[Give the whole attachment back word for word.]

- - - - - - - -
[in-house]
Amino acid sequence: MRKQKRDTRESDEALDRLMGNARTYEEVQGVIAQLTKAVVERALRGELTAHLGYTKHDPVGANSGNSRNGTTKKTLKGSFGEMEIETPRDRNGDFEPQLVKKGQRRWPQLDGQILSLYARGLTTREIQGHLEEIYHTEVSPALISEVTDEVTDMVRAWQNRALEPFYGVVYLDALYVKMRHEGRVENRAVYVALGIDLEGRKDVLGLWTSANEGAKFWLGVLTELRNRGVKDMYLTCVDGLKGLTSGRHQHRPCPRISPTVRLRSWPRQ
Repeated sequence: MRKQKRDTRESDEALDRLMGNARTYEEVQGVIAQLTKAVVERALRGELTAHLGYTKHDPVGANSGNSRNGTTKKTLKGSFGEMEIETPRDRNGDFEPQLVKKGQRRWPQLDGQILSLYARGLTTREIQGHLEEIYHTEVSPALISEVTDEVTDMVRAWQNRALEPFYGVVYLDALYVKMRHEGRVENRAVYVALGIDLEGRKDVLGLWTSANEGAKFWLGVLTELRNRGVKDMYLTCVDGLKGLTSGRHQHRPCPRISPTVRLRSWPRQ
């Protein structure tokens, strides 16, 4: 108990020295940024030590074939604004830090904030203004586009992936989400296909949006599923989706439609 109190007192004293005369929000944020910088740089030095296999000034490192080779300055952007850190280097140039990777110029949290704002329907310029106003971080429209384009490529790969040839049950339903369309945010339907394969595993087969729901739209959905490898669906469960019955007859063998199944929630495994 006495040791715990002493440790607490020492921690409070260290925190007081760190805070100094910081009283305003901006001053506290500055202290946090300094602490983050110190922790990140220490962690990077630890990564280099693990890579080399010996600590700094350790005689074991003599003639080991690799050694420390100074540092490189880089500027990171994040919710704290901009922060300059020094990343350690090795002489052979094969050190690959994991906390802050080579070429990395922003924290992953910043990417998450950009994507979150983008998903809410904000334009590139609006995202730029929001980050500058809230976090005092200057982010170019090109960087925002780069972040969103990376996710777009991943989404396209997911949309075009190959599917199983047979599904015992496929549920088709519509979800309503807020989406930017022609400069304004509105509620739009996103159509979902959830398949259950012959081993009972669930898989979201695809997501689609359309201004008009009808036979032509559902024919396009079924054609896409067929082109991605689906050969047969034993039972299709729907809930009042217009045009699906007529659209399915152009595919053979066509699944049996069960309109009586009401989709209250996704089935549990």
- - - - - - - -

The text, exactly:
[in-house]
Amino acid sequence: MRKQKRDTRESDEALDRLMGNARTYEEVQGVIAQLTKAVVERALRGELTAHLGYTKHDPVGANSGNSRNGTTKKTLKGSFGEMEIETPRDRNGDFEPQLVKKGQRRWPQLDGQILSLYARGLTTREIQGHLEEIYHTEVSPALISEVTDEVTDMVRAWQNRALEPFYGVVYLDALYVKMRHEGRVENRAVYVALGIDLEGRKDVLGLWTSANEGAKFWLGVLTELRNRGVKDMYLTCVDGLKGLTSGRHQHRPCPRISPTVRLRSWPRQ
Repeated sequence: MRKQKRDTRESDEALDRLMGNARTYEEVQGVIAQLTKAVVERALRGELTAHLGYTKHDPVGANSGNSRNGTTKKTLKGSFGEMEIETPRDRNGDFEPQLVKKGQRRWPQLDGQILSLYARGLTTREIQGHLEEIYHTEVSPALISEVTDEVTDMVRAWQNRALEPFYGVVYLDALYVKMRHEGRVENRAVYVALGIDLEGRKDVLGLWTSANEGAKFWLGVLTELRNRGVKDMYLTCVDGLKGLTSGRHQHRPCPRISPTVRLRSWPRQ
């Protein structure tokens, strides 16, 4: 108990020295940024030590074939604004830090904030203004586009992936989400296909949006599923989706439609 109190007192004293005369929000944020910088740089030095296999000034490192080779300055952007850190280097140039990777110029949290704002329907310029106003971080429209384009490529790969040839049950339903369309945010339907394969595993087969729901739209959905490898669906469960019955007859063998199944929630495994 006495040791715990002493440790607490020492921690409070260290925190007081760190805070100094910081009283305003901006001053506290500055202290946090300094602490983050110190922790990140220490962690990077630890990564280099693990890579080399010996600590700094350790005689074991003599003639080991690799050694420390100074540092490189880089500027990171994040919710704290901009922060300059020094990343350690090795002489052979094969050190690959994991906390802050080579070429990395922003924290992953910043990417998450950009994507979150983008998903809410904000334009590139609006995202730029929001980050500058809230976090005092200057982010170019090109960087925002780069972040969103990376996710777009991943989404396209997911949309075009190959599917199983047979599904015992496929549920088709519509979800309503807020989406930017022609400069304004509105509620739009996103159509979902959830398949259950012959081993009972669930898989979201695809997501689609359309201004008009009808036979032509559902024919396009079924054609896409067929082109991605689906050969047969034993039972299709729907809930009042217009045009699906007529659209399915152009595919053979066509699944049996069960309109009586009401989709209250996704089935549990």